Can pain in the jaw or teeth be an indication of a heart attack? How do I tell if a pain in my arm or shoulder is due to a heart condition?
These questions are quite common and frequently asked, and not always easily or correctly answered in magazines and journals. In fact, pain caused by an inadequate supply of oxygen to the heart can occur in many different forms. Although, once in a while, the location and description of the discomfort may be odd, but, fortunately, most of the time it is similar. The majority of the time patients describe a tightness, heaviness or constriction in the mid-chest or upper abdomen that appears to also be present in one or the other shoulder. The discomfort may also be noted in the upper biceps, elbow and wrist (on either side) and on occasion may feel like it is “going through” to the back. Heart pain can also be noted in the jaw and teeth. It is more common for heart-related discomfort to affect the lower jaw than the upper jaw. Occ...
Face pain may be dull and throbbing or an intense, stabbing discomfort in one or both sides of the face or forehead.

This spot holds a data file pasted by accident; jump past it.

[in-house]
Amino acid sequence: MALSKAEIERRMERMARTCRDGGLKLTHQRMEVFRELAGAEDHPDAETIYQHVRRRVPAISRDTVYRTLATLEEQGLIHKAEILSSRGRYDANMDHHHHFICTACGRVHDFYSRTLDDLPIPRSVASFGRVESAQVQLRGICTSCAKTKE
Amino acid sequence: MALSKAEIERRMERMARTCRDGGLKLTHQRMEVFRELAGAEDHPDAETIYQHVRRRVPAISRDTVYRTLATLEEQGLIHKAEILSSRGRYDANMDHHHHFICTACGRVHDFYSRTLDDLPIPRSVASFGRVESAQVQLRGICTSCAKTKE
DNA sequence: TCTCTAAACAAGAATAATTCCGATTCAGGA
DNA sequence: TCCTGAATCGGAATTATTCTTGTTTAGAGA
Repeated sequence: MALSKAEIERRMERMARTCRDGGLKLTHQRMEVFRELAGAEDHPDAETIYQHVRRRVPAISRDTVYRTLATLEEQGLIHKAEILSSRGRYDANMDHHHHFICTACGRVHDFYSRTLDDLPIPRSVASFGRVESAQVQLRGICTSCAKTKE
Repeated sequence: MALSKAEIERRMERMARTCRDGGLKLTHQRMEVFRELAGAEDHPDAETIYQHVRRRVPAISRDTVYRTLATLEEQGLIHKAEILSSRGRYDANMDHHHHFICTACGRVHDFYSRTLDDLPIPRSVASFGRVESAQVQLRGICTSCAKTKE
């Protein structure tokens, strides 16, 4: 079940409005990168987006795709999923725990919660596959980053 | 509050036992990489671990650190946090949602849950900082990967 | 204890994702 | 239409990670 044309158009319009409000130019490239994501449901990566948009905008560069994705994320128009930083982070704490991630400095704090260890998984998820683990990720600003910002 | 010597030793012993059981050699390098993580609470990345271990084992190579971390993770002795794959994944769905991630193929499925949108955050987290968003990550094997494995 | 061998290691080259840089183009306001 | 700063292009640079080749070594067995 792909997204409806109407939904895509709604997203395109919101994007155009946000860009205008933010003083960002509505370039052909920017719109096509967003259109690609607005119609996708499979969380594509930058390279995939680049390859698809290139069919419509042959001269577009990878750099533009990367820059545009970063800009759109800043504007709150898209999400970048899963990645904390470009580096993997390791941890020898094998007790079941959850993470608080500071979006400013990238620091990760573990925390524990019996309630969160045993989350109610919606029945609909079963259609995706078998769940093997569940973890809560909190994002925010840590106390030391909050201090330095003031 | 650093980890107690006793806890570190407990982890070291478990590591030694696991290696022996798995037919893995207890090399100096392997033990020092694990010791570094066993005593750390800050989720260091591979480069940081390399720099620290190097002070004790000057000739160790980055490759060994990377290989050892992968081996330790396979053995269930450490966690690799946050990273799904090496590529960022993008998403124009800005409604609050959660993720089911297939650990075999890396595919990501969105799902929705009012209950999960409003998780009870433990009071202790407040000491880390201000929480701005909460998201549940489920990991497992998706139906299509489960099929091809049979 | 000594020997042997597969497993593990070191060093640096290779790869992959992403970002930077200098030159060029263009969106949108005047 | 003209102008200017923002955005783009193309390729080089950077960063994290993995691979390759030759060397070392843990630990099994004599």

Pain that starts in the face may be caused by a nerve disorder, an injury, or an infection in a structure of the face. Face pain may also begin elsewhere in the body.
Sometimes face pain occurs for no known reason.
(continuous throbbing pain on one side of the lower face aggravated by eating or touching)
(shingles) or herpes simplex
(cold sores) infection
Injury to the face
Myofascial pain syndrome
or sinus infection (dull pain and tenderness around the eyes and cheekbones that worsens when bending forward)
Temporomandibular joint dysfunction syndrome
There is pain in MS . It can be acute or chronic, generally categorized as neuropathic, musculoskeletal, or tertiary. Let's begin looking at details.
Sometimes the nervous system does not function properly, and it actually becomes the cause of pain. Neuropathic (nervous disease) pain is the most common kind in MS. That makes sense because MS is a central nervous system disease. Today I am going to talk about details and specific neuropathic pain.
Francois Bethoux, MD , director of rehabilitation services at the Mellen Center for Multiple Sclerosis Treatment and Research at The Cleveland Clinic talks about how MS pain differs from everyday headaches or muscle strains. "It's often more diffuse, affecting several areas of the body at a time. It often changes over time, getting worse or better for no apparent reason. It tends to fluctuate a lot," says Bethoux. "People often find it hard to describe: It's sometimes described as like a toothache, other times li...
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